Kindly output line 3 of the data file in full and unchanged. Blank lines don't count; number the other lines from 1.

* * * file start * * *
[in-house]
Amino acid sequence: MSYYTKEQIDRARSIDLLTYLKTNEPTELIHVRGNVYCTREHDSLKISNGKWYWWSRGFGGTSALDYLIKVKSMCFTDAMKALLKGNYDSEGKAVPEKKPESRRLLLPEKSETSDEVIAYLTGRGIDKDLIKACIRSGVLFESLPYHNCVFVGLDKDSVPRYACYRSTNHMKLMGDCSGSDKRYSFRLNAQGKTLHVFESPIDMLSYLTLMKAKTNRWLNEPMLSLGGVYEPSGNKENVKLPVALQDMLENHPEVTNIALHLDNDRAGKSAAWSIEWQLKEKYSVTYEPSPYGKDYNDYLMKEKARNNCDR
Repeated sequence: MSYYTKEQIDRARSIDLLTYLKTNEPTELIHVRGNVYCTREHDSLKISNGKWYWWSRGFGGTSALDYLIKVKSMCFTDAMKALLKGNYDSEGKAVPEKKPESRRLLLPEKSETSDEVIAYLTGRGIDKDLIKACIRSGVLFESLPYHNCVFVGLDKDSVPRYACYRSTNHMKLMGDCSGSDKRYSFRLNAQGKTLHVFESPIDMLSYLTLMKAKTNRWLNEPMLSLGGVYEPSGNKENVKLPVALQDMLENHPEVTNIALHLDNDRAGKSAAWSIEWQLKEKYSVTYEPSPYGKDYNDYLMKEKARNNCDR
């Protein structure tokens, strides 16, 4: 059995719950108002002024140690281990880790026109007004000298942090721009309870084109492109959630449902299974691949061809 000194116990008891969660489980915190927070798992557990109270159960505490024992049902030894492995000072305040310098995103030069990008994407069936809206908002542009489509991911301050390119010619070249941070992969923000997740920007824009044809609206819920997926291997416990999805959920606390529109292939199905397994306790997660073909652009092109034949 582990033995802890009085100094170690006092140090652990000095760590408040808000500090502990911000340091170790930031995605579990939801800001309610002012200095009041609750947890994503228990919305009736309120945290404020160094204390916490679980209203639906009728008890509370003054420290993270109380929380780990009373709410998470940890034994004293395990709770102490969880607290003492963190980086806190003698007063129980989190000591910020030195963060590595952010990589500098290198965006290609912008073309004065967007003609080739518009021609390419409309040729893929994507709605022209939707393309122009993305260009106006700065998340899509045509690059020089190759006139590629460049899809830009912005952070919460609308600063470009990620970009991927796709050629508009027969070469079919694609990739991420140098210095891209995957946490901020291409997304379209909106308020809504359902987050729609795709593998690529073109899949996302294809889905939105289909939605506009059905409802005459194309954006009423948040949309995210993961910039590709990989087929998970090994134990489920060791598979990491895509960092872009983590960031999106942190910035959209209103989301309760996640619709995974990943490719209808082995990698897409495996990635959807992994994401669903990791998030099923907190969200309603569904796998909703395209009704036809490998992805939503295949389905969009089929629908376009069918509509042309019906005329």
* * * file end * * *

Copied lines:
Repeated sequence: MSYYTKEQIDRARSIDLLTYLKTNEPTELIHVRGNVYCTREHDSLKISNGKWYWWSRGFGGTSALDYLIKVKSMCFTDAMKALLKGNYDSEGKAVPEKKPESRRLLLPEKSETSDEVIAYLTGRGIDKDLIKACIRSGVLFESLPYHNCVFVGLDKDSVPRYACYRSTNHMKLMGDCSGSDKRYSFRLNAQGKTLHVFESPIDMLSYLTLMKAKTNRWLNEPMLSLGGVYEPSGNKENVKLPVALQDMLENHPEVTNIALHLDNDRAGKSAAWSIEWQLKEKYSVTYEPSPYGKDYNDYLMKEKARNNCDR